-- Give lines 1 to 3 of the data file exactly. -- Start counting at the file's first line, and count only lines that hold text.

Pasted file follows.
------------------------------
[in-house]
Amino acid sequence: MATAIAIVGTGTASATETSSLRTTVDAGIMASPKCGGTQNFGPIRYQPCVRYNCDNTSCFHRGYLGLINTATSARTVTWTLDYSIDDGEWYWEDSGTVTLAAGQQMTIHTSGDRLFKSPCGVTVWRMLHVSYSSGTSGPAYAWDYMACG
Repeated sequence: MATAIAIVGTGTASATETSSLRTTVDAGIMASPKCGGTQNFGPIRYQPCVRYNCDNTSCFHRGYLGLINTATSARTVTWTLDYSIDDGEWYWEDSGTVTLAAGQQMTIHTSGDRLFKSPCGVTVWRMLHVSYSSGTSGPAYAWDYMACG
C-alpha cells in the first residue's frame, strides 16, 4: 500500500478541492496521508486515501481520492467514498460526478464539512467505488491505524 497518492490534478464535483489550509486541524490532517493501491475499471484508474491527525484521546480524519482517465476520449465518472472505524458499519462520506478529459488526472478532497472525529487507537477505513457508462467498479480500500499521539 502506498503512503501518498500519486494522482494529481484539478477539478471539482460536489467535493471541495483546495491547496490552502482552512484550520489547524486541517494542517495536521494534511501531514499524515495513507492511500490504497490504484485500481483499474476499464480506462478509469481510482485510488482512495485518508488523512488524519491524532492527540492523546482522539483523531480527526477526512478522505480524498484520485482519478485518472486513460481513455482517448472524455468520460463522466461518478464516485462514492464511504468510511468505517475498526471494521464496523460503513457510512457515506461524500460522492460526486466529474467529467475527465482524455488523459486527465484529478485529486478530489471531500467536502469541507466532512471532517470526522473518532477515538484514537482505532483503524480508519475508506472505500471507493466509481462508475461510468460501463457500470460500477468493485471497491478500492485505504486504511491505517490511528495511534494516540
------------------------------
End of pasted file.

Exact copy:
[in-house]
Amino acid sequence: MATAIAIVGTGTASATETSSLRTTVDAGIMASPKCGGTQNFGPIRYQPCVRYNCDNTSCFHRGYLGLINTATSARTVTWTLDYSIDDGEWYWEDSGTVTLAAGQQMTIHTSGDRLFKSPCGVTVWRMLHVSYSSGTSGPAYAWDYMACG
Repeated sequence: MATAIAIVGTGTASATETSSLRTTVDAGIMASPKCGGTQNFGPIRYQPCVRYNCDNTSCFHRGYLGLINTATSARTVTWTLDYSIDDGEWYWEDSGTVTLAAGQQMTIHTSGDRLFKSPCGVTVWRMLHVSYSSGTSGPAYAWDYMACG